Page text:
Mathieu Plainfossé, AFC, "Going Elsewhere"

By Ariane Damain Vergallo, for Ernst Leitz Wetzlar

Contre-Champ AFC n°345

[ English ] [ français ]

Just after the 39-45 war, Mathieu Plainfossé’s architect great-grandfather, inspired by the faith of the pioneers, set about rebuilding the town of Saint Malo, which had been almost destroyed by American bombing raids. It was a mammoth task that lasted more than 15 years, and which he oversaw with talent and perseverance. As for his grandfather, a renowned equestrian veterinarian, he had operated on nothing less than the Queen of England’s racehorses and those of the Aga Khan in his famous Grosbois clinic, using a technique invented by him. Remarkable men of whom he could later be proud.

For the generation that followed, the evolution of society brought its share of uncertainties and failures, taking the men away from the family and leaving the children to their mothers. Mathieu Plainfossé was raised by benevolent but strict women, afraid that this amiable but dissipated little boy would follow in the footsteps of a sire too flamboyant to carry out his plans.

He lives in Boulogne-Billancourt with his mother and older sister, and loses all interest in school where, as a poor student, he gets no recognition and ends up believing he’s not a good person. Apart from playing soccer with friends his own age, one of his greatest pleasures is Sunday afternoons when his father takes him to the cinema to see films like Top Gun and Greystoke, in which men, played by Tom Cruise and Christophe Lambert, are finally heroes.

But in 9th grade, Mr Lesage, his French teacher, finally recognizes him and, week after week, reads his essays to the class. A small glimmer of self-confidence and hope for the future appeared.
Mathieu’s scientific baccalauréat came late. It was 1999 and Mathieu Plainfossé was 20 years old. As he had absolutely no idea what he wanted to do, he decided to study medicine. It’s a mistake, of course, and he realizes it in a strange way.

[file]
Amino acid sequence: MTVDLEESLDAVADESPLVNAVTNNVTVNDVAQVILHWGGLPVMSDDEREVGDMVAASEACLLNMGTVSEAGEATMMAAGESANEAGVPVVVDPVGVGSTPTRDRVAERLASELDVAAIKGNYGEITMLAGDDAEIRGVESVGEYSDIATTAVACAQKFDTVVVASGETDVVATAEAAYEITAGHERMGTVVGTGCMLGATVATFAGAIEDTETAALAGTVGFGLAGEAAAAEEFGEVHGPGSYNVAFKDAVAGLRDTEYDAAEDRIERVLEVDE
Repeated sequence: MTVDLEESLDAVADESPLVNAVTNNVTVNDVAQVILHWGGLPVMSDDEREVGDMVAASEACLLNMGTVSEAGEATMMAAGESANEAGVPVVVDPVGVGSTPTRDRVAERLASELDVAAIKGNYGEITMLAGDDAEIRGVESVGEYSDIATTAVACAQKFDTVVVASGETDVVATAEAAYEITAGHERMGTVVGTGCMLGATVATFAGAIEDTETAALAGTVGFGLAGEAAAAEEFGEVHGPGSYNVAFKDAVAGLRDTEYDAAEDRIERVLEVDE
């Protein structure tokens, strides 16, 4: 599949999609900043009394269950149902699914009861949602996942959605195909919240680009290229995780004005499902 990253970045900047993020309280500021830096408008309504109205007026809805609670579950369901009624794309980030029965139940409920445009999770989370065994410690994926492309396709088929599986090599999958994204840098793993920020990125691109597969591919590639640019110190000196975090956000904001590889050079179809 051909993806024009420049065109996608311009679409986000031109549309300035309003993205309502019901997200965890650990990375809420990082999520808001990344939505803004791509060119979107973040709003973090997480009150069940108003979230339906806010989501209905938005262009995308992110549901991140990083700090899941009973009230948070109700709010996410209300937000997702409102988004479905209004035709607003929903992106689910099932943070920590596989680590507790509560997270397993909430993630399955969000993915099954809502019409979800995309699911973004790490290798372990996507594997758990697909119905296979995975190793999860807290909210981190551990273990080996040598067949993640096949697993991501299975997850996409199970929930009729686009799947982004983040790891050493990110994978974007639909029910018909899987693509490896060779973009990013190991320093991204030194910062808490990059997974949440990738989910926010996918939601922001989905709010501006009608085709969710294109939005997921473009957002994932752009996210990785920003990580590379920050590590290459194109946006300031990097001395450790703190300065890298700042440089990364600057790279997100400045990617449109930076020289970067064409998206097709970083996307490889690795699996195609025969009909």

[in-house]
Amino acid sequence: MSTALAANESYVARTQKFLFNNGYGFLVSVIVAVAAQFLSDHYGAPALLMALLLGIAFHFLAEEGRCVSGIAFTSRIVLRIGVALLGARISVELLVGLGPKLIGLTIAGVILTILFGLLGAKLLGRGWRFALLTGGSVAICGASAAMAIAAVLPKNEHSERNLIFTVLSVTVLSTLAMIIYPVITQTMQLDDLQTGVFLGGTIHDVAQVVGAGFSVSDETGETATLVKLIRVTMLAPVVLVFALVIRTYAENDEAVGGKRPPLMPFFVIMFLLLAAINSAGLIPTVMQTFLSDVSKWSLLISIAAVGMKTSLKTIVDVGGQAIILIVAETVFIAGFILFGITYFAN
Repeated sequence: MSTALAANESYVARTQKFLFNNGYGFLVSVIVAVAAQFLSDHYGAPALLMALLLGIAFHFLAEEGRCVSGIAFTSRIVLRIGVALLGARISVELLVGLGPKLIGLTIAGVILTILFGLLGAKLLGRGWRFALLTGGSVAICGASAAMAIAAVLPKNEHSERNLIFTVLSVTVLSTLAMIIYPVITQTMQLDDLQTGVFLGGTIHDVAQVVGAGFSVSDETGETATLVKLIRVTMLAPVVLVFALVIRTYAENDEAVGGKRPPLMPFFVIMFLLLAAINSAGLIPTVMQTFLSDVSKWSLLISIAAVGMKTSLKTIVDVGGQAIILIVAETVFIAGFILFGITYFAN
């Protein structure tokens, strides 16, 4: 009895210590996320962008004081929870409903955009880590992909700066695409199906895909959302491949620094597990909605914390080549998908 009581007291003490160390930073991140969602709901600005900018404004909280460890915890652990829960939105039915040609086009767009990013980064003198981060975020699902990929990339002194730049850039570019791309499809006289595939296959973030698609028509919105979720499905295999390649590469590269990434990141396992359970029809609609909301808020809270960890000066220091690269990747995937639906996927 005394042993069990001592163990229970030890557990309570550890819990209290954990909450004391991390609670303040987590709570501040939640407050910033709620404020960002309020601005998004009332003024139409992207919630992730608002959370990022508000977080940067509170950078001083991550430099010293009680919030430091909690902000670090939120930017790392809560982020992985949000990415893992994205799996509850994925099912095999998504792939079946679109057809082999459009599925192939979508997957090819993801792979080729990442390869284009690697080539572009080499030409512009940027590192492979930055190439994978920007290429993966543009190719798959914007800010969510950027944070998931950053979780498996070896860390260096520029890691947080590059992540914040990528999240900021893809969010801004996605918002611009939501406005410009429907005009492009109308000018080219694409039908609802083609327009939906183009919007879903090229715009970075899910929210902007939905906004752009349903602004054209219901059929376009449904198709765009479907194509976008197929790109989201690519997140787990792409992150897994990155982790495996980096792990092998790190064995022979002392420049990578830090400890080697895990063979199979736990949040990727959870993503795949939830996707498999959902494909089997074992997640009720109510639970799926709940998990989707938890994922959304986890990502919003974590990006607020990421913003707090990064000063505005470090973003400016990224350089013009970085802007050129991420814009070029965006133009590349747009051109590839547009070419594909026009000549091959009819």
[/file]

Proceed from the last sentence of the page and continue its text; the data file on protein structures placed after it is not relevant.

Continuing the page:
The Faculty of Medicine is located near the Luxembourg Gardens, where he spends a lot of time walking around and reading Dostoyvesky’s Crime and Punishment, about a young man his own age who commits a crime on an experimental basis and carefully observes the consequences.
For some reason, this book was a revelation. He drops out of medical school and convinces his mother to take up film studies.
His godfather, thinking he’s being lectured, instead instills in him a rage to succeed and prove to the world that he’s right to follow his instincts.
And just as he had embarked on a series of haphazard experiments, he suddenly became serious and threw himself into studying cinema with a passion.

He obtained a BTS in Audiovisual Image and, for two years, with a few friends, began to work as an electrician on a few shoots, but the "big" cinema was a long way off.
He then remembers that the neighbor of his family’s house in Saint Malo is a producer, Éric Névé, who gives him the telephone number of cinematographer Guillaume Schiffmann, whom he pesters on the phone for weeks until Schiffmann, fed up, offers him a job as an electro trainee on a short film.
From this first experience, on location and in the middle of winter, he learnt that it was imperative to have very warm clothes, and he equipped himself accordingly.

Éric Névé then took him on as a trainee on a feature film, but he realized that he was only "the trainee brought in by the production", a rather unfavorable position for joining a team. A TV film later, he also realized that cinema is a family with its own codes and customs, and that it’s not so easy to become part of it.
To complete his training, he took a color-grading course with Isabelle Julien at the Éclair laboratory on a new machine, the Lustre.
We’re at the dawn of the 2000s, and digital technology is booming. He was dazzled by the work of Yvan Lucas on Oliver Stone’s Alexander and couldn’t believe he was rubbing shoulders with the stars of the image world at the tender age of 20.
“Looking at their images, I projected myself into the minds of great cinematographers like Tetsuo Nagata and Rodrigo Prieto and got a glimpse of what cinematography could be.”
This was followed by several short films as a grip, then months of hard work as a checkroom attendant at Tryptique nightclub.